Day 3


Night at the Flagler

Friday evening’s event will immerse conference attendees in Palm Beach history and culture during a program and on-site reception at the Flagler Museum. When it was completed in 1902, the New York Herald proclaimed that Whitehall, Henry Flagler's Gilded Age estate in Palm Beach, was "more wonderful than any palace in Europe, grander and more magnificent than any other private dwelling in the world." During the last 122 years, Whitehall has been many things: a private home, a private club, a grand hotel - and for the last 65 years, a museum and National Historic Landmark. Stripped of nearly all its contents a hundred years ago, today Whitehall’s appearance is nearly indistinguishable from when it was completed in 1902. The story of the restoration of Whitehall and the recovery of its contents over the last 25 years is one of incredibly good luck, two dozen capital projects, and a lot of very hard work by a team led by the Museum’s Executive Director, John Blades. Hear directly from Mr. Blades about this work during his lecture titled “From an Abandoned Hotel to a Nationally Recognized Museum and National Historic Landmark.”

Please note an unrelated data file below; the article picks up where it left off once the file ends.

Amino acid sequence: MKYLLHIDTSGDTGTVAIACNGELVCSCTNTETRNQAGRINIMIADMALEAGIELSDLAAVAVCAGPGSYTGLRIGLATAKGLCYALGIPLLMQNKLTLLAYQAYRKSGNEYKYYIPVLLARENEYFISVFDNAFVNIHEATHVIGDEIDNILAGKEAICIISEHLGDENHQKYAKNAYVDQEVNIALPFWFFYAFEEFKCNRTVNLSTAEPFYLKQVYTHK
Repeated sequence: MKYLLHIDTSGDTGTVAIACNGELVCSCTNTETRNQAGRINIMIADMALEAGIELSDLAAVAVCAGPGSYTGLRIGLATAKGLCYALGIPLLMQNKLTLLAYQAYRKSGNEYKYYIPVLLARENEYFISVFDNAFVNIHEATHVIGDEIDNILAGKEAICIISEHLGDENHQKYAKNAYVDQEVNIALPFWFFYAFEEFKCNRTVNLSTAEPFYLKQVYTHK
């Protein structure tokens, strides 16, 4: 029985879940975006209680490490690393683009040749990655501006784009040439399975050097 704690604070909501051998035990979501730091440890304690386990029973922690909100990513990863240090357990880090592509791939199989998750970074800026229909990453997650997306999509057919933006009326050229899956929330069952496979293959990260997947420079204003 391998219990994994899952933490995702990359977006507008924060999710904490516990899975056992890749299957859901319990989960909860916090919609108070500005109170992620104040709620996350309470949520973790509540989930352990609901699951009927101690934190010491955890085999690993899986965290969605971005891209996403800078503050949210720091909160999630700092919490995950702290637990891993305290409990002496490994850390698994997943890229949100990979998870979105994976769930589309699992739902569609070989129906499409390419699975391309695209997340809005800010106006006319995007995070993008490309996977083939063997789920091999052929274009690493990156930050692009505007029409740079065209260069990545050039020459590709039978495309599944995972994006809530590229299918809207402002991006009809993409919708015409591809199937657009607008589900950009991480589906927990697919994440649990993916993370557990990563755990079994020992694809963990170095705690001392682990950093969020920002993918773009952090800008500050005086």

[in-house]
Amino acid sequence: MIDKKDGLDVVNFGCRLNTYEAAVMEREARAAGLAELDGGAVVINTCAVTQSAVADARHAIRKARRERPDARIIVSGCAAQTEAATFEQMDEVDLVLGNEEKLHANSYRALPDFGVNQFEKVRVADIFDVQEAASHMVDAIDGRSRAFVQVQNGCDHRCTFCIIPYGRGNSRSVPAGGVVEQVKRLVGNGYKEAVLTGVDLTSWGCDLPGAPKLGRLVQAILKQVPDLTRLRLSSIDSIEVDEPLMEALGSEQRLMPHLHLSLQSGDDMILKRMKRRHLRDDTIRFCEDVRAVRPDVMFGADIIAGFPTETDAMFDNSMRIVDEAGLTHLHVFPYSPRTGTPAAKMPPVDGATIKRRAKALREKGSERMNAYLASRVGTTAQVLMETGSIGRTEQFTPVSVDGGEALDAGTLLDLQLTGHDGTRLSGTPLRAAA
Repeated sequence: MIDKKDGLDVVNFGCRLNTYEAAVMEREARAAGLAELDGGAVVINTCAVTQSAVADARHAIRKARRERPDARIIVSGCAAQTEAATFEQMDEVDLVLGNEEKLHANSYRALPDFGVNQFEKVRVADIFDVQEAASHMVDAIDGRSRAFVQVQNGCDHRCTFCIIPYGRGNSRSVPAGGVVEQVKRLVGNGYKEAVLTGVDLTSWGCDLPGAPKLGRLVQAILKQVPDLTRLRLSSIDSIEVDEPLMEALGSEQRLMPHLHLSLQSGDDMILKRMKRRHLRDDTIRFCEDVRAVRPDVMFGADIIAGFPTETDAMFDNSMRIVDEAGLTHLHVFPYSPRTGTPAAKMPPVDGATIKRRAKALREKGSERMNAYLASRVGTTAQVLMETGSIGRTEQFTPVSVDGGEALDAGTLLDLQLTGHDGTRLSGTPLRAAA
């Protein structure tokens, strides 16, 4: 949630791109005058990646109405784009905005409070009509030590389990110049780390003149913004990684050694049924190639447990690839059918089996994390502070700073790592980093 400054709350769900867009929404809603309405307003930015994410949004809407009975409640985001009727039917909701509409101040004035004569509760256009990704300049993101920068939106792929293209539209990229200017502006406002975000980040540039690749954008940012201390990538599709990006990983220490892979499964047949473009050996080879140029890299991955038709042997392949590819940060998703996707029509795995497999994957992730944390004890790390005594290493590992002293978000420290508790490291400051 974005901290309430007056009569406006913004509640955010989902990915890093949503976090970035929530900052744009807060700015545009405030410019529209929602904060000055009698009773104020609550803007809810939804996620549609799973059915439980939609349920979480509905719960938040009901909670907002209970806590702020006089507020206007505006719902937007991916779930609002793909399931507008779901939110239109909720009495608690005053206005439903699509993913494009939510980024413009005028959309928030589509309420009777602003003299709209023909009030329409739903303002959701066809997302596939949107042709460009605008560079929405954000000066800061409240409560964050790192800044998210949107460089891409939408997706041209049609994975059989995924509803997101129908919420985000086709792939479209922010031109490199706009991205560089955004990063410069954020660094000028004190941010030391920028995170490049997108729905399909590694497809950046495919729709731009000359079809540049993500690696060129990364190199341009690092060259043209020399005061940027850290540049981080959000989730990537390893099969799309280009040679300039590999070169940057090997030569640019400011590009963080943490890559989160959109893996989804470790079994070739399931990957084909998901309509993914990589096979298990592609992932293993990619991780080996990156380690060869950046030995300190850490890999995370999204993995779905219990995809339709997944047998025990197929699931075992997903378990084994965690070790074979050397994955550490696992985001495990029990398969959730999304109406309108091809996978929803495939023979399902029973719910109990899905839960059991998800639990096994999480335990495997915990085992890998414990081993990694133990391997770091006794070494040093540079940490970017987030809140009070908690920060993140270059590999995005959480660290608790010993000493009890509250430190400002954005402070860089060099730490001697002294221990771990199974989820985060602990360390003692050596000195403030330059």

As Executive Director of the Henry Morrison Flagler Museum since 1995, John Blades has overseen the complete restoration of Whitehall and the construction of the first public building built in the Beaux Arts style in more than six decades. During his tenure, the Flagler Museum was designated a National Historic Landmark, re-accredited three times by the American Alliance of Museums and was one of only five museums in the Nation to receive those honors as well as the Ross Merrill Award for its Outstanding Commitment to the Preservation and Care of Collections. Today, the Flagler Museum is Florida’s premier house museum and one of a very small group of house museums considered among the best in the Nation.

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